The MG 110 is in communication with the Internet 112, the core network 106, and a subscriber directory 116 that, in turn, is in communication with a gateway mobile location center (GMLC) 118 and a presence server 120. In the illustrated embodiment, the MG 110 communicates directly with the subscriber directory 116. In an alternative embodiment, the MG 110 can communicate directly with any of the content data sources (i.e., the GMLC 118, the presence server 120, the HLR 122, etc.). The subscriber directory 116 can include subscriber account information for at least a portion of a network operator's subscriber base. Subscriber account information can include, but is not limited to, billing address information, account type, account features, account status (e.g., paid or delinquent), and the mobile device type (e.g., via an International Mobile Equipment Identity (IMEI)). The MG 110 can query the subscriber directory 116 to determine if a particular subscriber, for example, a subscriber requesting content from content provider 114, is allowed/validated to access the requested content. The GMLC 118 includes functionality to support location services. The GMLC 118 can request routing information from a home location register (HLR) 122. After performing registration authorization, the GMLC 118 can send a positioning request to an MSC, V-MSC, or SGSN located in the core network 106. The GMLC 118 can then receive final location estimates from the core network 106. These various entities are not shown so as not to obscure the present invention; instead the GMLC 118 is illustrated as being in communication with an HLR 122 to receive preliminary location estimates. It is to be assumed that the final location estimates are received from one of the above entities within the illustrated core network 106 and stored at the GMLC 118. The GMLC 118 can provide the subscriber directory 116 with the location information. The location information can be appended to a short message at the MG 110 for delivery in a content request (e.g., as an SMPP PDU) to the content provider 114. The location information can be used for location sensitive content.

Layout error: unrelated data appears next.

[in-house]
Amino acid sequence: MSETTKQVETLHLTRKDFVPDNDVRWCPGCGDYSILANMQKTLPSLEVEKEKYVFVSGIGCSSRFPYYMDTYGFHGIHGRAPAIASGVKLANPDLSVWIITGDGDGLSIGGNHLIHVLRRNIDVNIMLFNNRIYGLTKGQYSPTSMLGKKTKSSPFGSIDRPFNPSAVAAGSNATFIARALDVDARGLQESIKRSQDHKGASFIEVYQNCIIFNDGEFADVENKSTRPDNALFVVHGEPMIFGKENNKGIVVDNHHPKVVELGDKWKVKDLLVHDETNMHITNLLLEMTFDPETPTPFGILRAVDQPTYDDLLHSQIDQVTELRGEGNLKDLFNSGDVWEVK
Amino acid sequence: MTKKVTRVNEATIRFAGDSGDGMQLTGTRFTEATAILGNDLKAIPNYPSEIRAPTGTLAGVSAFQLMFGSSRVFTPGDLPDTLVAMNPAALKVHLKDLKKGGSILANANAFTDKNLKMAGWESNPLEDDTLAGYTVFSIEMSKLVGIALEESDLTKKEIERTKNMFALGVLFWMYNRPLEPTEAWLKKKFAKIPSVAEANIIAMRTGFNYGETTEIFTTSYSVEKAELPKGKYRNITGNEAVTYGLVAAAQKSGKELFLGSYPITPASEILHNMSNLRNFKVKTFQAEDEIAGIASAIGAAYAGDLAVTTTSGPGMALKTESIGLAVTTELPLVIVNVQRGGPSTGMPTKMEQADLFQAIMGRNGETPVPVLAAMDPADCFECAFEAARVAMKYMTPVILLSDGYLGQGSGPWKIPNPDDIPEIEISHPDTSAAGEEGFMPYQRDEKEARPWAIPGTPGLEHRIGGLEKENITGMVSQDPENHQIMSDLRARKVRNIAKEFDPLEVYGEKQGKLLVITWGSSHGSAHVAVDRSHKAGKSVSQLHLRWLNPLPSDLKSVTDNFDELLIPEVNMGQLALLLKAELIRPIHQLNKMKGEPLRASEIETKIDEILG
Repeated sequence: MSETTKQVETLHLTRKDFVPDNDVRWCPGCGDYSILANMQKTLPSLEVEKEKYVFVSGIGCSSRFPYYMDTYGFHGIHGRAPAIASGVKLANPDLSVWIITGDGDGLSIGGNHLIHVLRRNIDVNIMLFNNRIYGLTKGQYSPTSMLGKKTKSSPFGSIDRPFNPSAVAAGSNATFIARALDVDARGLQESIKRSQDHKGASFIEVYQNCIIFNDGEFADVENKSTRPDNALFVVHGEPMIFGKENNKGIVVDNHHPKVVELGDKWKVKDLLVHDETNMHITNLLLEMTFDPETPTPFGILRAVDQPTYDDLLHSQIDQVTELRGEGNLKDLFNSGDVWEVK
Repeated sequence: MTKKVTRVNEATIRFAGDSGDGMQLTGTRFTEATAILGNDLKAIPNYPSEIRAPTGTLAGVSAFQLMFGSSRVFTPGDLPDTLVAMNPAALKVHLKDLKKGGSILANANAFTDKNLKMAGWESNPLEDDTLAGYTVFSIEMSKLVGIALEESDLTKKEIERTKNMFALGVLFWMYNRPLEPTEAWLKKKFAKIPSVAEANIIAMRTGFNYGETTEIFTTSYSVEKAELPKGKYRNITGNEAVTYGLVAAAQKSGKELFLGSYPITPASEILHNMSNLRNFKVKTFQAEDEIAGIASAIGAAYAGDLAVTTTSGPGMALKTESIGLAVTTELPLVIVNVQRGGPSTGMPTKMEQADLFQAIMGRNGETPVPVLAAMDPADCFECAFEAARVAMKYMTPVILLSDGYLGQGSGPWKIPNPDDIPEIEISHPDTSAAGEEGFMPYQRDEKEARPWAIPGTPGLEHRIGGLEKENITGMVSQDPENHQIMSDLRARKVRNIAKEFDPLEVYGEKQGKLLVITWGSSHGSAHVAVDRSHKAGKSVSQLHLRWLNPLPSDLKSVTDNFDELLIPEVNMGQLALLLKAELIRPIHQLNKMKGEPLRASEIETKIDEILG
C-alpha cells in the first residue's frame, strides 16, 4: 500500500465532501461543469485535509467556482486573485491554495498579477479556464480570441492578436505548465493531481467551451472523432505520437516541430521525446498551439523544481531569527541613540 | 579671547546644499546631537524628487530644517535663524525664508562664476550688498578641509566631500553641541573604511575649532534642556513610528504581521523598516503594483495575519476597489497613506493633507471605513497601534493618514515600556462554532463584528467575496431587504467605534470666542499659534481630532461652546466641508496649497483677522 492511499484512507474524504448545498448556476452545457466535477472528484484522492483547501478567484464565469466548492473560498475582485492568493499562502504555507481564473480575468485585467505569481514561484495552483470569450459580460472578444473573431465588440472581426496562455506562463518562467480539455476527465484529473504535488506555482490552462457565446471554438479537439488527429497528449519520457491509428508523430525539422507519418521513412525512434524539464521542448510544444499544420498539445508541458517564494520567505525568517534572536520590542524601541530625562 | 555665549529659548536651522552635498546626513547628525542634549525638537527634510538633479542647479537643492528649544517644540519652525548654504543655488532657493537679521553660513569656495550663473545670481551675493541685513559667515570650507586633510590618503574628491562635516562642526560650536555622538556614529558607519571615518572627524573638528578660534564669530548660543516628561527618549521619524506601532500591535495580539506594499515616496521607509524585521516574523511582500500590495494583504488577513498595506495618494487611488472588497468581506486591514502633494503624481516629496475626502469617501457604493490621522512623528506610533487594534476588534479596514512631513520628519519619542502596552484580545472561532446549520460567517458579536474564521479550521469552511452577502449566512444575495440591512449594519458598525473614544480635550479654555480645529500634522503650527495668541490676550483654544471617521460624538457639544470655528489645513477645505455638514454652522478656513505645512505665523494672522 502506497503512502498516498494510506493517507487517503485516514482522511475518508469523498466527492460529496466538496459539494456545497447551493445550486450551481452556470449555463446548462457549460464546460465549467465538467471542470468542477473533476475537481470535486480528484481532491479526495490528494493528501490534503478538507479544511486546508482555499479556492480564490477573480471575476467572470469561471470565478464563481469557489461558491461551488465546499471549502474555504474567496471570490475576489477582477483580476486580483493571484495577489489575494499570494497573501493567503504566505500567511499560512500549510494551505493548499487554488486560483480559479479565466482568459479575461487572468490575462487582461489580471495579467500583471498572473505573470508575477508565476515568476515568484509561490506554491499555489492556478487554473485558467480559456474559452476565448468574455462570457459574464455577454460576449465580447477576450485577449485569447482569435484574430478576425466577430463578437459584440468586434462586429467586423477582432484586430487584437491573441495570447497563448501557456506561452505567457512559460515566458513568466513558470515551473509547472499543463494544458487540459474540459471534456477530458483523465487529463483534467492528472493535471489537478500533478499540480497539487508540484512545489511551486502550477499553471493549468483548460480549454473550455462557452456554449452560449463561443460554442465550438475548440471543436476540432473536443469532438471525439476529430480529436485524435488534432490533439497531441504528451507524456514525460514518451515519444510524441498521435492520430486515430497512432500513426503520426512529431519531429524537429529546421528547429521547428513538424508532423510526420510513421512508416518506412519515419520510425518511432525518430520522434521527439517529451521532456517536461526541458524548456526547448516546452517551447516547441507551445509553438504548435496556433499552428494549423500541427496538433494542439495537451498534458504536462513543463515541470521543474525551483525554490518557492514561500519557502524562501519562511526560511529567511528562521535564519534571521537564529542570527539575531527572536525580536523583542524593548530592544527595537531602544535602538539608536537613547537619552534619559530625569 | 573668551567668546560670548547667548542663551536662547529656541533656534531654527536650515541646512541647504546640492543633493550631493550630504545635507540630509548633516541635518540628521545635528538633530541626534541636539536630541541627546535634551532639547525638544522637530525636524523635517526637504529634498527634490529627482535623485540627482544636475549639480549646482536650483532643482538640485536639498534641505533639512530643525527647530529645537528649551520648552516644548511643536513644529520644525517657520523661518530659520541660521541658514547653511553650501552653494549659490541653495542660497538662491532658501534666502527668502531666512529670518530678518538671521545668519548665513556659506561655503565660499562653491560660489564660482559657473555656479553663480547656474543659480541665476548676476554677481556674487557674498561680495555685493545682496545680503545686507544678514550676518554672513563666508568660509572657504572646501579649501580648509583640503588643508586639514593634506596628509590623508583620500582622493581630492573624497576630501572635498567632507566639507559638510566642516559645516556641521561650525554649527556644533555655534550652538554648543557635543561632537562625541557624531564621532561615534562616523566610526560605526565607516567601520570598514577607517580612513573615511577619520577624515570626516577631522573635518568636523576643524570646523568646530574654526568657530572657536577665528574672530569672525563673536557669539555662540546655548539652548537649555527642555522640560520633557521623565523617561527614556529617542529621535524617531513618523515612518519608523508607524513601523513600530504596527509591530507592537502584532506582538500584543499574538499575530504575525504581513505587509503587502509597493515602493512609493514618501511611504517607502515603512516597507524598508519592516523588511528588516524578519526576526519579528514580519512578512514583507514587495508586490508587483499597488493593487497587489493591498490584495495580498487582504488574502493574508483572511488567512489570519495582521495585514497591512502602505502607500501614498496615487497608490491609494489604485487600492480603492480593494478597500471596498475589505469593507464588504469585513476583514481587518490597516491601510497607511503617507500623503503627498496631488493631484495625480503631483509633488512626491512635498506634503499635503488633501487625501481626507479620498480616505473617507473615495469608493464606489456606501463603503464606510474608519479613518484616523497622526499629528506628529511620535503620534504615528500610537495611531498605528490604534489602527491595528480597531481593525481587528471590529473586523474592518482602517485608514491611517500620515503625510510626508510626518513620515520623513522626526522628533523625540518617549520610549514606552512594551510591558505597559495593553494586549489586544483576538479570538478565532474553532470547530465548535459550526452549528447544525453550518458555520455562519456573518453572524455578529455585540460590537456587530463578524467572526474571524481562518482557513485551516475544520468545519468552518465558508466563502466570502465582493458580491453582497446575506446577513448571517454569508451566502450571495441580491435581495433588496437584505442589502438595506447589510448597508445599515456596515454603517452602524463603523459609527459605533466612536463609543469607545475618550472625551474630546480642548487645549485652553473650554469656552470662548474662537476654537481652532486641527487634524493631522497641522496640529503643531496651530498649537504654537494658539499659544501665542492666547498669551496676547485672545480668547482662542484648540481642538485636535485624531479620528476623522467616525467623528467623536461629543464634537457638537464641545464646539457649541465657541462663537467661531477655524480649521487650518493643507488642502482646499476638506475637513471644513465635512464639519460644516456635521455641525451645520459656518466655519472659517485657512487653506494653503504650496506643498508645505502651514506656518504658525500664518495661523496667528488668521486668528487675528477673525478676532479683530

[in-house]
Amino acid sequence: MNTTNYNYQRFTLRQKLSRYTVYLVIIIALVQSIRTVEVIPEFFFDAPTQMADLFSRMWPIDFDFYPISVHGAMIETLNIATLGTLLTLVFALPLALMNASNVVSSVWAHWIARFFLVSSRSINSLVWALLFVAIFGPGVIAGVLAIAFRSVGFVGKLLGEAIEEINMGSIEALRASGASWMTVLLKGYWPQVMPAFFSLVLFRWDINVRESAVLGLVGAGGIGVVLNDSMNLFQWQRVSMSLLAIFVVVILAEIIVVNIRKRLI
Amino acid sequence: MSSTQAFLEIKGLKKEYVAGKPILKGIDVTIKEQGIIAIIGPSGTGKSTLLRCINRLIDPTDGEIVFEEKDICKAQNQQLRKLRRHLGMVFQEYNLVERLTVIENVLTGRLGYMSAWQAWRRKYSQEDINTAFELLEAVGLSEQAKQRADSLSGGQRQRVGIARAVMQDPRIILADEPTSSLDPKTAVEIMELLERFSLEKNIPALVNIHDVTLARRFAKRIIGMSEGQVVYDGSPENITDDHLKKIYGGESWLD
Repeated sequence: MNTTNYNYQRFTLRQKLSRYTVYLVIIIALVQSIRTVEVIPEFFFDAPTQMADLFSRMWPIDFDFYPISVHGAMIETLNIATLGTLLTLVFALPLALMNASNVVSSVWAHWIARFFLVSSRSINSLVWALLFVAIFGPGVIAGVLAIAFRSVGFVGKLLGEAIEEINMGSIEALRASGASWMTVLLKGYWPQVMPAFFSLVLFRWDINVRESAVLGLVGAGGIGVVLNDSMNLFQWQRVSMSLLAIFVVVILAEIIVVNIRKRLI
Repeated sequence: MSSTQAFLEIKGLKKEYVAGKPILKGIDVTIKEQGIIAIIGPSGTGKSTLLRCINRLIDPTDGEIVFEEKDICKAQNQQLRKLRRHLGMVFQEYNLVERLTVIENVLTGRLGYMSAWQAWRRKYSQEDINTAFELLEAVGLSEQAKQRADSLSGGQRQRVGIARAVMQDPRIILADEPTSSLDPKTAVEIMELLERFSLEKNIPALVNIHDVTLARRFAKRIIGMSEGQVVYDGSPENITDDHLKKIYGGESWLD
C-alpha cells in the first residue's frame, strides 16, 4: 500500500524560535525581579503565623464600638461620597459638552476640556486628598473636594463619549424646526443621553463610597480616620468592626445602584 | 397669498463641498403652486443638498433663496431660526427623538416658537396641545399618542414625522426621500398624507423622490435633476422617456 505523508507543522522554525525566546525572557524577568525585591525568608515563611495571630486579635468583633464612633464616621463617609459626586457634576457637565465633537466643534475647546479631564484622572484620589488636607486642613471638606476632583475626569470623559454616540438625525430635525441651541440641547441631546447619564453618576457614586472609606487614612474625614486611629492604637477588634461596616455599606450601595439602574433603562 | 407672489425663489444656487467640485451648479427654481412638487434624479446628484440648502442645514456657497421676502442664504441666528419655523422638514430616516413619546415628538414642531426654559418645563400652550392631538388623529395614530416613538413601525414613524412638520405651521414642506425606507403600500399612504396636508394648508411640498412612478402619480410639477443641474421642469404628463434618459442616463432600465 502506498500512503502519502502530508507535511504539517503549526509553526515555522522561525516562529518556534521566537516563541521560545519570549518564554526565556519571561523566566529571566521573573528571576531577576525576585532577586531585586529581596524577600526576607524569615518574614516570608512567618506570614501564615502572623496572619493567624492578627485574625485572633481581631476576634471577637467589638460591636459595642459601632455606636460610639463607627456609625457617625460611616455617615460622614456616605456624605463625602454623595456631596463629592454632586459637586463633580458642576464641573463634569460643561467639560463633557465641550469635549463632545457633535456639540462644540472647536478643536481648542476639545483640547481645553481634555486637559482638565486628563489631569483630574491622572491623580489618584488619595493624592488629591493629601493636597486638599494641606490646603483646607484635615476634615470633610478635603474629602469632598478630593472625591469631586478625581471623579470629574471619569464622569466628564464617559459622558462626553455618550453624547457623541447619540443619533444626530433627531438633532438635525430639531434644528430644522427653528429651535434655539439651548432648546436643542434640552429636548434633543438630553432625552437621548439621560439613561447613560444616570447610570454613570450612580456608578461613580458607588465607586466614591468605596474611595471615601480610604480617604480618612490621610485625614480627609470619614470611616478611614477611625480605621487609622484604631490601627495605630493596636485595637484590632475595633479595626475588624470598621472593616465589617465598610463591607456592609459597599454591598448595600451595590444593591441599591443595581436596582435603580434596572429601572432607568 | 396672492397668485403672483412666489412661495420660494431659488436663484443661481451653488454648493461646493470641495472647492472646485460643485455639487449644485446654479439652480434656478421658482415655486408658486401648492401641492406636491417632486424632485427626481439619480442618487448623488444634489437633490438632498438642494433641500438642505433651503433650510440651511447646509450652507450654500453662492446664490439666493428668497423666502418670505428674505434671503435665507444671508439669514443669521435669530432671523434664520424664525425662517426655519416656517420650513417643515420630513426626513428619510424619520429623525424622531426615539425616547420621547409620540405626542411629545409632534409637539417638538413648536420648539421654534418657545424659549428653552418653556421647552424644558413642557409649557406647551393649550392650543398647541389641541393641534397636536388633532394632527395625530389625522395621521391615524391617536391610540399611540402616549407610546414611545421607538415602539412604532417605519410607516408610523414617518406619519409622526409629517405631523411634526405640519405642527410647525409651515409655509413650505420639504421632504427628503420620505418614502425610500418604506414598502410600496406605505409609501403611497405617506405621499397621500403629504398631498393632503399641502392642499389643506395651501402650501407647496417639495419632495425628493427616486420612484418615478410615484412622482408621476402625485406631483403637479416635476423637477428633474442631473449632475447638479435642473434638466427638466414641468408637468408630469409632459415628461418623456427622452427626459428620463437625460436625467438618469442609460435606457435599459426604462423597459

The subscriber directory 116 and GMLC 118 are both in communication with a presence server 120. The presence server 120 provides presence related information to the subscriber directory 116 for presence sensitive content. The presence server 116 can include availability information and may be enhanced with location information obtained from the GMLC 116.

FIG. 1 has been described as an exemplary environment in which various embodiments of the present invention can be implemented. FIGS. 2-7 describe these embodiments through various message flows.

Referring now to FIG. 2, an exemplary environment 200 incorporating an exemplary message flow is illustrated. The illustrated message flow is used to determine mobile terminal information, such as device type, and append this information to a mobile-originated (MO) short message requesting content from a content provider.